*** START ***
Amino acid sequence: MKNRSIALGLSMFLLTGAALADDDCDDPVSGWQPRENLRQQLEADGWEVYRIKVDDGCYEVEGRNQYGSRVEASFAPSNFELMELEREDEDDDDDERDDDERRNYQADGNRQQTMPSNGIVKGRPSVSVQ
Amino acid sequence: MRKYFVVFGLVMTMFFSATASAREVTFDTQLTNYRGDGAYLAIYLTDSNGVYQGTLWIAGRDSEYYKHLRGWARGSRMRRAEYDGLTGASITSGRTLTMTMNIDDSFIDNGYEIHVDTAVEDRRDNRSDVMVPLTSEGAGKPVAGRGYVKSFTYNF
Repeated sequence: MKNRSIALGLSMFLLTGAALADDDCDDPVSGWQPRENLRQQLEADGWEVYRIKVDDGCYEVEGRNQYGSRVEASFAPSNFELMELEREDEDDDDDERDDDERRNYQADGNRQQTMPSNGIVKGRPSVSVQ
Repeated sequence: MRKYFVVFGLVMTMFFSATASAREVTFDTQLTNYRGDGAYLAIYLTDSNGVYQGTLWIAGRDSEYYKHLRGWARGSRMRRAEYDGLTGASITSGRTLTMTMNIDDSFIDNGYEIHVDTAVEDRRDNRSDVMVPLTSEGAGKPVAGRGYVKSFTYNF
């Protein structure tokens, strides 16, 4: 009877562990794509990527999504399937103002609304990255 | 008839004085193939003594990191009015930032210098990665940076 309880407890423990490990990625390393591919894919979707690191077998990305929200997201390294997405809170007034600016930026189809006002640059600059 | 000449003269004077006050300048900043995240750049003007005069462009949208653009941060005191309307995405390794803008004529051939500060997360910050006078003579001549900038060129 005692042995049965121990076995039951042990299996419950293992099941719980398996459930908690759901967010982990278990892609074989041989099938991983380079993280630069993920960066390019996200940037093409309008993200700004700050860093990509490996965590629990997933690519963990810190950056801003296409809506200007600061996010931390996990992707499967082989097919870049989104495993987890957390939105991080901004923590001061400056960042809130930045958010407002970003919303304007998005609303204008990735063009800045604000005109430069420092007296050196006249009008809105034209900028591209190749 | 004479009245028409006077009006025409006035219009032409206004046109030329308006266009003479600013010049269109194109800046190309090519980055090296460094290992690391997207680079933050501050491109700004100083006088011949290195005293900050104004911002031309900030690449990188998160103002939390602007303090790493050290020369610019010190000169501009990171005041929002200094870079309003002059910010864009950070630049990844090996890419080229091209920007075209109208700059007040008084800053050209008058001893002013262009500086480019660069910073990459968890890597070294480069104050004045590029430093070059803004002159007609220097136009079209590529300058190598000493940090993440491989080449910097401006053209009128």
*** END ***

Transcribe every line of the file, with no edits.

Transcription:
Amino acid sequence: MKNRSIALGLSMFLLTGAALADDDCDDPVSGWQPRENLRQQLEADGWEVYRIKVDDGCYEVEGRNQYGSRVEASFAPSNFELMELEREDEDDDDDERDDDERRNYQADGNRQQTMPSNGIVKGRPSVSVQ
Amino acid sequence: MRKYFVVFGLVMTMFFSATASAREVTFDTQLTNYRGDGAYLAIYLTDSNGVYQGTLWIAGRDSEYYKHLRGWARGSRMRRAEYDGLTGASITSGRTLTMTMNIDDSFIDNGYEIHVDTAVEDRRDNRSDVMVPLTSEGAGKPVAGRGYVKSFTYNF
Repeated sequence: MKNRSIALGLSMFLLTGAALADDDCDDPVSGWQPRENLRQQLEADGWEVYRIKVDDGCYEVEGRNQYGSRVEASFAPSNFELMELEREDEDDDDDERDDDERRNYQADGNRQQTMPSNGIVKGRPSVSVQ
Repeated sequence: MRKYFVVFGLVMTMFFSATASAREVTFDTQLTNYRGDGAYLAIYLTDSNGVYQGTLWIAGRDSEYYKHLRGWARGSRMRRAEYDGLTGASITSGRTLTMTMNIDDSFIDNGYEIHVDTAVEDRRDNRSDVMVPLTSEGAGKPVAGRGYVKSFTYNF
């Protein structure tokens, strides 16, 4: 009877562990794509990527999504399937103002609304990255 | 008839004085193939003594990191009015930032210098990665940076 309880407890423990490990990625390393591919894919979707690191077998990305929200997201390294997405809170007034600016930026189809006002640059600059 | 000449003269004077006050300048900043995240750049003007005069462009949208653009941060005191309307995405390794803008004529051939500060997360910050006078003579001549900038060129 005692042995049965121990076995039951042990299996419950293992099941719980398996459930908690759901967010982990278990892609074989041989099938991983380079993280630069993920960066390019996200940037093409309008993200700004700050860093990509490996965590629990997933690519963990810190950056801003296409809506200007600061996010931390996990992707499967082989097919870049989104495993987890957390939105991080901004923590001061400056960042809130930045958010407002970003919303304007998005609303204008990735063009800045604000005109430069420092007296050196006249009008809105034209900028591209190749 | 004479009245028409006077009006025409006035219009032409206004046109030329308006266009003479600013010049269109194109800046190309090519980055090296460094290992690391997207680079933050501050491109700004100083006088011949290195005293900050104004911002031309900030690449990188998160103002939390602007303090790493050290020369610019010190000169501009990171005041929002200094870079309003002059910010864009950070630049990844090996890419080229091209920007075209109208700059007040008084800053050209008058001893002013262009500086480019660069910073990459968890890597070294480069104050004045590029430093070059803004002159007609220097136009079209590529300058190598000493940090993440491989080449910097401006053209009128």